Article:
I am very involved in rescue work and often deal with extremely frightened and painful animals whose trust I am trying to gain. Pilling a sick cat/kitten who is feral or traumatized/frightened/painful, or has severe upper respiratory disease and can hardly breathe as it is, does not exactly make for a fast friendship and development of trust.
When an animal is ill or injured, the last thing we want to do is add more stress to the situation. I adopted a 9 year old cat out to a really nice woman many years ago. Toward the end of Caliban’s life, the lady called me in tears because Caliban was now in congestive heart failure and she was having a hard time pilling him and was going to put him to sleep since he could no longer receive his necessary medications. She felt so guilty for failing Caliban by not giving him the medications that he desperately needed but was also feeling guilty for stressing the heck out of him in his final days with the pilling. This stress was alleviated by using compounded, flavored liquid medications.
The most common flavor used for cats is ‘triple fish’ and if dealing with a very bitter medication, this flavor is the best one to use. Another flavor that is used is chicken and some cats do better with this milder flavor than the very strong triple fish.
Please note that some drugs are so bitter that even compounding will not hide the awful taste. An example of this type of drug is amitriptyline which is often used for anxiety and inappropriate elimination (not using a litter box) problems. Fortunately, this medication is formulated into a small, coated pill but a food or liquid chaser still needs to be administered if the cat is pilled.
Or, much better would be to use Pill Pockets.
4/26/10 update: In cases where I have deemed medications necessary, I have had good luck with Prozac for inappropriate elimination problems and it is easier to give than amitriptyline. I have one patient that was scheduled for euthanasia for constantly urinating on the owner’s bed. I put the patient on a small dose of Prozac that is fed to her every night in a Pill Pocket. The owner splits the Pill Pocket into three pieces and only one piece has the tiny pill piece in it but the cat gets all three treats each night. No stress to either the owner of the patient….and the cat has not (knock on wood….) urinated on the bed for the past 8 months.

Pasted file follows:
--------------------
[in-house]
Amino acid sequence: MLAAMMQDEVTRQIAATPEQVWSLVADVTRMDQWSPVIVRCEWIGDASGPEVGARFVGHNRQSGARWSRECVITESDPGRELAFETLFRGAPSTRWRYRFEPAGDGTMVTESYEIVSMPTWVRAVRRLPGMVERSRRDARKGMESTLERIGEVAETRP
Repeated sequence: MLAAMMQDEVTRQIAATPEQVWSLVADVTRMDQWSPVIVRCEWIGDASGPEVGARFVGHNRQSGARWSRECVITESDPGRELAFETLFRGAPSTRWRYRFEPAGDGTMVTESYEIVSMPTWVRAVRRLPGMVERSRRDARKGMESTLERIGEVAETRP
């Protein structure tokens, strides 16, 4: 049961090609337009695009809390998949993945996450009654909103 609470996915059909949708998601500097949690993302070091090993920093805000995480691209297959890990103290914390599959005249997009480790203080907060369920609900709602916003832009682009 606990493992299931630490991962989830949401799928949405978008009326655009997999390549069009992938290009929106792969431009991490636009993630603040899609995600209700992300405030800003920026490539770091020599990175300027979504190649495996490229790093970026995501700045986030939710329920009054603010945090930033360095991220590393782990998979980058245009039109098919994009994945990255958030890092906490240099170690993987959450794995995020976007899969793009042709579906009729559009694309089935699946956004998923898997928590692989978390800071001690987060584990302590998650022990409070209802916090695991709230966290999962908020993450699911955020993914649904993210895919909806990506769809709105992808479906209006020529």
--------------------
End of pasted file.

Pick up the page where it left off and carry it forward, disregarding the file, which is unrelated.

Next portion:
2/24/11 update: The patient discussed above decided that she did not want to eat Pill Pockets anymore but she is now readily eating them if they are rolled in FortiFlora first.
Since we all know that every cat is different, I will mention again that some people state that they have much better luck pilling their cats than trying to get liquids into them. Some cats throw a fit if given liquid medications. The problem with these cats, however, is that if you do pill them successfully, they are not apt to take the water chaser very well. This presents a bit of a problem and the hope is that they will eat some canned food or drink some tuna juice or meat broth after being pilled.
Another favorable aspect of using a compounding pharmacy is that you can pick the drug concentration so that the necessary dosage volume is not over 1cc. I try to have the medication mixed in a concentration that enables me to give 3/4 of a cc or less. This is an easy volume to administer to a cat.
Occasionally you may run across a drug that can’t be compounded but I have yet to run into this situation.
Transdermal preparations are medications that are formulated into a gel or ointment that can be applied to the inner ear of the cat. That said, the only frequently used medication that has shown to be adequately absorbed by this route is methimazole (Tapazole) for hyperthyroidism.
Unfortunately, many veterinarians are under the mistaken impression that other medications like steroids, antibiotics, and behavior-altering drugs are adequately absorbed through the skin when they are not.
The goal of this article is to prevent the silent suffering that our pets often go through when medications are administered without appropriate precautions. I have outlined several options above:
1) FIRST CHOICE: Try Pill Pockets. If the patient will not eat Pill Pockets, try rolling them in parmesan cheese, FortiFlora, or crushed Temptations or Pounce Treats.
2) Use compounded, flavored liquid medications.
3) Administer the pill or capsule and follow up with the feeding of their regular food, baby food, tuna juice, a meat broth, or milk. Dry food or dry treats can also be used but a higher moisture ‘chaser’ is preferred.
4) Administer the pill or capsule and follow up immediately with a chaser of a 4-5 cc of a liquid using a syringe.
5) Use transdermal preparations. (Tapazol only)
6) Or…be lucky enough to have your cat eat the medication in canned food.
Please pass this information on to anyone whose pets may benefit from the information. It is my hope that the information will help to save some of our non-speaking friends from a painful esophagitis and their caretakers from the stress of pilling some hard-to-pill cats.
Updated November, 2016
Lisa A. Pierson, DVM